Born in Cap-de-la-Madeleine, Diane Landry lives and works in Quebec City. She has initially studied Natural Sciences and worked in agricultural before receiving her bachelor’s degree (Université Laval, Quebec City) and master’s degree (Stanford University, California) in Visual Arts. Her works have been exhibited in North America, Europe, China and Australia, where she has also presented performances. In 2009 the Musée d’art de Joliette in Quebec published the first retrospective of her work, The Defibrillators. Her first American retrospective The Cadence of All Things was on view at the Cameron Art Museum in Wilmington, NC. Landry is represented by Galerie Michel Guimont (Quebec City), Carl Solway Gallery (Cincinnati, Ohio) and Barbara Edwards Contemporary (Calgary). She has received many distinctions including the Guggenheim grant in 2015.Born in Batiscan, Francis Labissonnière has studied welding and molding as well as visual and media arts. He also holds a diploma in sculpture from the École des métiers d’art de Québec. Inspired by the shape, the story and the memory of things, Francis Labissonnière produces miniature versions of everyday objects and tries to give them back some formal poetry. Using various sculpting techniques (assembling, welding, molding), he creates a better world at small-scale, in an attempt to capture childhood. Francis Labissonnière has shown his works in Quebec City, Lévis and Toronto, among other places. He lives and works in Quebec City.
Agora is a reflection on the future of Quebec, in the context of the current neoliberal politics. The artist addresses themes such as the disengagement of the government, the privatisation of public institutions, the austerity measures, the erosion of political freedom, of education, of the environment… She has invited researchers, journalists, politicians, activists, environmentalists to send her their reflections on the current political situation. She has asked them: “Where are we heading? What does the future hold for Quebec?” “What outrages you?” “What are your fears, your hopes?” From the thoughts she has received, she creates virtual murals with texts that appear and disappear.
A digital image artist based in Montreal, Isabelle Hayeur is known for her photographic montages, her videos and her site-specific installations that highlight the pitfalls of urbanization. Her works have been widely shown in Quebec and internationally. They are to be found in collections such as those of the National Gallery of Canada, the Fonds national d'art contemporain in Paris, the Art Gallery of Ontario, the Vancouver Art Gallery, the Musée d'art contemporain de Montréal, the Musée national des beaux-arts du Québec, the New Orleans Museum of Art and the Museum of Contemporary Photography in Chicago. Isabelle Hayeur was a finalist at the Scotiabank Photography Award in 2015.
Invasions, modulations, gradations of color over large transparent plastic strips distort our perception of the architecture. The organic, mineral color spreads and questions our bodies’ relation to the notion of artifice. At the scale of the urban or natural landscape, the artist offers a sensory, dynamic experience. Painted in this deep, lively palette, a new vibrating wall disseminates light that changes throughout the day.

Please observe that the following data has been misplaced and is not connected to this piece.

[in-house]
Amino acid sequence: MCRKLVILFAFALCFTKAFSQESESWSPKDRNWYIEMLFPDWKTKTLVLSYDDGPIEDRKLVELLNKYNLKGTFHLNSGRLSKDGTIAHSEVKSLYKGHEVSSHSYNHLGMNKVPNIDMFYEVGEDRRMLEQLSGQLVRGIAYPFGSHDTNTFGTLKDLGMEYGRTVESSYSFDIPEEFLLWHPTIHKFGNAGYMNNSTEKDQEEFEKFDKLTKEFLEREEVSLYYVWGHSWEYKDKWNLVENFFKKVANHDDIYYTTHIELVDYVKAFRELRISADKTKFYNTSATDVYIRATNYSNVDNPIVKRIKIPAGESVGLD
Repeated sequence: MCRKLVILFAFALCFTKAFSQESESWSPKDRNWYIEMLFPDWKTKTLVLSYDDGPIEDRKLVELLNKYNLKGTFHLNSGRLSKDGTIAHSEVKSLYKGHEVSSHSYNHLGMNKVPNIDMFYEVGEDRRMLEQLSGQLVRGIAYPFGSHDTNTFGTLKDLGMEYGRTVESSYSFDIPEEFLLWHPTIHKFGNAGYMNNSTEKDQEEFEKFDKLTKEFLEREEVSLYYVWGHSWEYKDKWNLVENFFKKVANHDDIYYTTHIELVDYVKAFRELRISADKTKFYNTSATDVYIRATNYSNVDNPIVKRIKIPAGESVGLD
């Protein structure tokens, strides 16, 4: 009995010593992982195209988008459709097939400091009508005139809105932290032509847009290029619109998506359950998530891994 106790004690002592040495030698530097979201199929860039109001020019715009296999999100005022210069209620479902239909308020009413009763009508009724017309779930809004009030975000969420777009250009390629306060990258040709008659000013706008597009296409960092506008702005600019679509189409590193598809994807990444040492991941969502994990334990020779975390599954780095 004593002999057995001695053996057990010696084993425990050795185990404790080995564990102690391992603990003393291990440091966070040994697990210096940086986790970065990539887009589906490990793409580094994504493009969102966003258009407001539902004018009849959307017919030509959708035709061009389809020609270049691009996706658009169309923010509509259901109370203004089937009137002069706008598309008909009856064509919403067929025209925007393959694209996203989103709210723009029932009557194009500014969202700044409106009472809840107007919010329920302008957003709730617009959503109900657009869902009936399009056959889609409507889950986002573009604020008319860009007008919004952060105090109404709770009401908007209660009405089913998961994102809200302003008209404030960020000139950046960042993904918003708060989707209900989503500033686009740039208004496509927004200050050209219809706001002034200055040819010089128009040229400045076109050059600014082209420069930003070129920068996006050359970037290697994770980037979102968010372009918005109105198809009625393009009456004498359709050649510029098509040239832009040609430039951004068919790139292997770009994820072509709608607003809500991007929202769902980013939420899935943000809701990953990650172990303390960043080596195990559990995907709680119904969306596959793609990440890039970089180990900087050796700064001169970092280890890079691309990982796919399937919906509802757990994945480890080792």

Born in Saint-Vallier, France, Elsa Tomkowiak lives and works in Nantes. For a decade, she has been occupying architectural and natural spaces with her large-scale installations. Her colorful interventions have taken over the snowy slopes of the Alps as well as abandoned industrial sites or the walls and structures of various buildings. Her installations, drawings and works from mixed techniques have been shown all over France, in solo and collective exhibitions and as part of major events.
La Tour de Babel aux échelles
Alluding to both order and chaos, the installation is inspired by the myth of the Babel Tower. It represents a project of society in constant transformation, driven by an immoderate ambition. It is not a definite structure, but a process. An anarchic construction, this DIY colorful tower combines strength and insecurity. The evolutive installation changes progressively. The artist stages his work. An hybrid character dressed and equipped as a construction worker, he organizes his site, constructs, climbs up his ladders. With a touch of humor and undeniable exuberance, Babel Tower at the Top of the Ladders evokes our increasingly complex contemporary civilization. It suggests the presence of alterity and diversity, the ever fragile essential values of a project of society, of a human construction site that calls for participation and social cohesion.
Yves Gendreau has developed an artistic practice that oscillates between commissioned public art creations and independent sculptures. His works have been exhibited in site-specific contexts (Chantier 365, L’intention Daredare, 1998), at events and symposiums, in Quebec (D’un millénaire à l’autre, Maison de la culture Côte-des-Neiges, Montreal, 2000), Switzerland and France (Chantier Public, 4mcube art contemporain, Rennes, 2003). He has produced many works integrated into the architecture such as those that can be seen outdoors at the Université de Montréal’s J.A. Bombardier pavilion, at the de la Concorde metro station (Laval), at the Promenade Samuel-De Champlain (Quebec City) and the Complexe multisports of the Université Laval (Quebec City). He has also been involved for 30 years at artist-run center 3e Impérial.